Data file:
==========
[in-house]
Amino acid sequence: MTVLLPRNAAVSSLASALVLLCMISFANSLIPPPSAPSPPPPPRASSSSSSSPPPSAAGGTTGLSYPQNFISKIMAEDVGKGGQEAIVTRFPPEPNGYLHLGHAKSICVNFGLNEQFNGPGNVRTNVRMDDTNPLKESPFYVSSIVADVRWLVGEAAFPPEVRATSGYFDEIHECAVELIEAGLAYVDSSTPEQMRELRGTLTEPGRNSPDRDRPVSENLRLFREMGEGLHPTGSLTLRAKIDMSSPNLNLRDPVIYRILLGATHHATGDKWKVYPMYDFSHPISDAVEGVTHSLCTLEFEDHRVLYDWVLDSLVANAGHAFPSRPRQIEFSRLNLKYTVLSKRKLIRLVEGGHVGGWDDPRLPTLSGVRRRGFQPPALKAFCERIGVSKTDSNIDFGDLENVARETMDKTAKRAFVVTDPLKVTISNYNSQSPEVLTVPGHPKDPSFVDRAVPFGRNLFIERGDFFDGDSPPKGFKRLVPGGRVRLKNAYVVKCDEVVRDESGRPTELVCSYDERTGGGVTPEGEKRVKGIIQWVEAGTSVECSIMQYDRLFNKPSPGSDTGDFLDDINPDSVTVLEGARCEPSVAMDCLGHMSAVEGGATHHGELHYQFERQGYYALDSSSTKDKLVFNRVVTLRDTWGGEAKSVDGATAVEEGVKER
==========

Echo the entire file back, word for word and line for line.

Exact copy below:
[in-house]
Amino acid sequence: MTVLLPRNAAVSSLASALVLLCMISFANSLIPPPSAPSPPPPPRASSSSSSSPPPSAAGGTTGLSYPQNFISKIMAEDVGKGGQEAIVTRFPPEPNGYLHLGHAKSICVNFGLNEQFNGPGNVRTNVRMDDTNPLKESPFYVSSIVADVRWLVGEAAFPPEVRATSGYFDEIHECAVELIEAGLAYVDSSTPEQMRELRGTLTEPGRNSPDRDRPVSENLRLFREMGEGLHPTGSLTLRAKIDMSSPNLNLRDPVIYRILLGATHHATGDKWKVYPMYDFSHPISDAVEGVTHSLCTLEFEDHRVLYDWVLDSLVANAGHAFPSRPRQIEFSRLNLKYTVLSKRKLIRLVEGGHVGGWDDPRLPTLSGVRRRGFQPPALKAFCERIGVSKTDSNIDFGDLENVARETMDKTAKRAFVVTDPLKVTISNYNSQSPEVLTVPGHPKDPSFVDRAVPFGRNLFIERGDFFDGDSPPKGFKRLVPGGRVRLKNAYVVKCDEVVRDESGRPTELVCSYDERTGGGVTPEGEKRVKGIIQWVEAGTSVECSIMQYDRLFNKPSPGSDTGDFLDDINPDSVTVLEGARCEPSVAMDCLGHMSAVEGGATHHGELHYQFERQGYYALDSSSTKDKLVFNRVVTLRDTWGGEAKSVDGATAVEEGVKER